Recommended for: Toddlers
- Two small bowls or boxes of the same size
- Small objects found around the house (hair barrettes, legos, crayons, buttons, keys, coins, toothpicks, clothespins, bracelets, etc.)
- Encourage curiosity and problem solving.
Promote the understanding of more or less in terms of quantity.
Assist in the use of mathematical vocabulary such as more, less, greater than, less than, larger, smaller and same.
In the Future:
- The process of making informed guesses about what will happen is a key piece to the process of science that children will need throughout their school life.
- By first understanding the concept of more or less, children are building prior knowledge for the understanding of volume and conservation (that objects don’t change in volume when transferred from one container to another).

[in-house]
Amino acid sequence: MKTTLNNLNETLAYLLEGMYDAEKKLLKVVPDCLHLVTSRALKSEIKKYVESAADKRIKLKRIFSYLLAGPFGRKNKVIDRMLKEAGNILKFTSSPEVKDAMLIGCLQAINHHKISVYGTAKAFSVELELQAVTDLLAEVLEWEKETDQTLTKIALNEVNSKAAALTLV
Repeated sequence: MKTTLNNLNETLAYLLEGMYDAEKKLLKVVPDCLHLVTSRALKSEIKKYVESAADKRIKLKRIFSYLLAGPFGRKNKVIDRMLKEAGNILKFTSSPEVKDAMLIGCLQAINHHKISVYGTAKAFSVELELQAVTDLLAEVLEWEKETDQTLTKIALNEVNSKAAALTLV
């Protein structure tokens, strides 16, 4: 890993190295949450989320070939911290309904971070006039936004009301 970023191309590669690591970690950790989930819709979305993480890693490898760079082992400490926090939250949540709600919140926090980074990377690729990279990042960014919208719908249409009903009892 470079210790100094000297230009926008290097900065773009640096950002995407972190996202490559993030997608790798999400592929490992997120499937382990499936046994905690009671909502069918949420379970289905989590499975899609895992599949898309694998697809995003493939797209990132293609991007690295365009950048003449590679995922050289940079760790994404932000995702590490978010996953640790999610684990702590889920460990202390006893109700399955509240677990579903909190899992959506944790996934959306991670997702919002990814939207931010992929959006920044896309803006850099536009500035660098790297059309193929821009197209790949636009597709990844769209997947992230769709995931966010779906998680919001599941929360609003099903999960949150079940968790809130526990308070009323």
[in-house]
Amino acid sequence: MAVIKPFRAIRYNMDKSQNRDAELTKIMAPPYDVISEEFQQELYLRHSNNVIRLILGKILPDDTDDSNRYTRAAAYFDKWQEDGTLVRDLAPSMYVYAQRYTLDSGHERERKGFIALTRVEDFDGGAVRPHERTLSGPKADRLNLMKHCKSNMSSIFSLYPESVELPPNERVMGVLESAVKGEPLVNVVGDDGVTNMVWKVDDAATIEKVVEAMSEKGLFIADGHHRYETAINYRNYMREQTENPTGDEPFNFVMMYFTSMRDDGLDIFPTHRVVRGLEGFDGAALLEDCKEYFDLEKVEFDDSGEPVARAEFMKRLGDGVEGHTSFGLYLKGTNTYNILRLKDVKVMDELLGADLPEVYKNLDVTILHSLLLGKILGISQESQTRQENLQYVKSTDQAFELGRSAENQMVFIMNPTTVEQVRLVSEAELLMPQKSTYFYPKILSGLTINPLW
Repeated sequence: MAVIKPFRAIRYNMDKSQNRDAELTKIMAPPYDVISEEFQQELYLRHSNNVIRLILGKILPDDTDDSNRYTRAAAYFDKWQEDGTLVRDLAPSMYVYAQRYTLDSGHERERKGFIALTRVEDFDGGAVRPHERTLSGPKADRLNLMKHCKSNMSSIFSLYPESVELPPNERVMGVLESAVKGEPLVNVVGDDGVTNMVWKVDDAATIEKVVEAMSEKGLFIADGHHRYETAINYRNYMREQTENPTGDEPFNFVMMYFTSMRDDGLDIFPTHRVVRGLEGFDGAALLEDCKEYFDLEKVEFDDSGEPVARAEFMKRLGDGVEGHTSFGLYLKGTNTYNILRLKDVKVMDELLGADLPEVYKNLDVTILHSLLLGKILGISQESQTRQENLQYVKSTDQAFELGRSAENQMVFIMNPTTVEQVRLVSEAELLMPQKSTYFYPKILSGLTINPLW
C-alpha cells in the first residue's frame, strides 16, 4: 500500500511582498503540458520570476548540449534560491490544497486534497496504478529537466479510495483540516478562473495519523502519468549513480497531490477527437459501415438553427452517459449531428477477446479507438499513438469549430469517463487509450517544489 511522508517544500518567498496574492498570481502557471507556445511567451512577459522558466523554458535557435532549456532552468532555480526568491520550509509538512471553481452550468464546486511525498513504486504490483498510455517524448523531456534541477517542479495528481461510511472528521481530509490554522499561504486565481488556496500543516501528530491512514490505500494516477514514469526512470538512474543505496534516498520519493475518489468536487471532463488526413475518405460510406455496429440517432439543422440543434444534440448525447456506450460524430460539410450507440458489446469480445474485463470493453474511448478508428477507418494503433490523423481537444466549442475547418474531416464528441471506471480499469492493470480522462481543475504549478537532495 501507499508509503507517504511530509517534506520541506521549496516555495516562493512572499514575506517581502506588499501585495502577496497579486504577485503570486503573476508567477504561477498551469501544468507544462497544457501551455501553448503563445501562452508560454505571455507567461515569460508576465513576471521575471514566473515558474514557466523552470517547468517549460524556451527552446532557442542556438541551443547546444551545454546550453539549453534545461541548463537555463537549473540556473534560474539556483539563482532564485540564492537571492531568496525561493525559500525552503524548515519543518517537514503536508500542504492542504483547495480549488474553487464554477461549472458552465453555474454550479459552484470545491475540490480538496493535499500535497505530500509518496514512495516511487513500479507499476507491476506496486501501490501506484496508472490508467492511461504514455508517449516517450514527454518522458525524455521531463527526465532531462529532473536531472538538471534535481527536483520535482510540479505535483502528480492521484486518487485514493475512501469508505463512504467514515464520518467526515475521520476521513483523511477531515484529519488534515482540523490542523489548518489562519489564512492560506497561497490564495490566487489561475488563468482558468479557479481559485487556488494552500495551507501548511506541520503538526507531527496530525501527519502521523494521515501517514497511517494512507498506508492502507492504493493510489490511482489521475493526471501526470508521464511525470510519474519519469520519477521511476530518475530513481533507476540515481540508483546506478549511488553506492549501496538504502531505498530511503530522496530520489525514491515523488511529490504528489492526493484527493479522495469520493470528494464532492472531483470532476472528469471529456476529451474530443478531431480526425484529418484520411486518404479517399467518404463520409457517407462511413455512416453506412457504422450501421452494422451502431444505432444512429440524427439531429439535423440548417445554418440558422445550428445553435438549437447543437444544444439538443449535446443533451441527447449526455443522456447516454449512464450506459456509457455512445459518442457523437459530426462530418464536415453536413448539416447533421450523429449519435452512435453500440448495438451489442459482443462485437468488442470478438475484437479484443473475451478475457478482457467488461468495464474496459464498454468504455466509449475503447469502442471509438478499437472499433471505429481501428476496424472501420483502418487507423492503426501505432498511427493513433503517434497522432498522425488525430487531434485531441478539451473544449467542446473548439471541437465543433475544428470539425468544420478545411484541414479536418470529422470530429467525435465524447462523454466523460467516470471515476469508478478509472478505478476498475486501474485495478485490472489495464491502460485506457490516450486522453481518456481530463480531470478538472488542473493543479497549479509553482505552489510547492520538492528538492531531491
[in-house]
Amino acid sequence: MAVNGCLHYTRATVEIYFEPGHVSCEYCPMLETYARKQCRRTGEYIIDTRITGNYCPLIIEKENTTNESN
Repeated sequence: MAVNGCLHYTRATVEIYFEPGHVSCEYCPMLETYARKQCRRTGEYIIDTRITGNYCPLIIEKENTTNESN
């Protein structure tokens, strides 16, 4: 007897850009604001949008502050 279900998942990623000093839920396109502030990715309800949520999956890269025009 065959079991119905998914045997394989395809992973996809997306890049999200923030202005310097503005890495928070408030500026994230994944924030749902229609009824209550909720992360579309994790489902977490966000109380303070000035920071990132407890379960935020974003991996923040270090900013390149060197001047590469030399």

There are two ways to think about more or less, either looking at objects or containers. For toddlers, its best to start with the object comparison. Think about the items and ask which container has more or fewer items than another container?
Thinking about the objects:
- Give your child two containers that are the same size.
- Ask her to pour some of the chosen objects into one container and some into the other.
- Ask her which container she thinks has more (or fewer) objects?
- As you are playing, encourage your child to investigate by asking, “I wonder if there is another way we can decide which container has more buttons?”
- She can then come with a strategy on their own, such as lining both sets of objects up, counting each set of objects or stacking each object.
Be sure to keep it fun and act as investigators. There is no need for a “right” answer at this stage. What’s more important is that your child is beginning to understand that not all amounts are the same.
Educare Chicago Early Math Initiative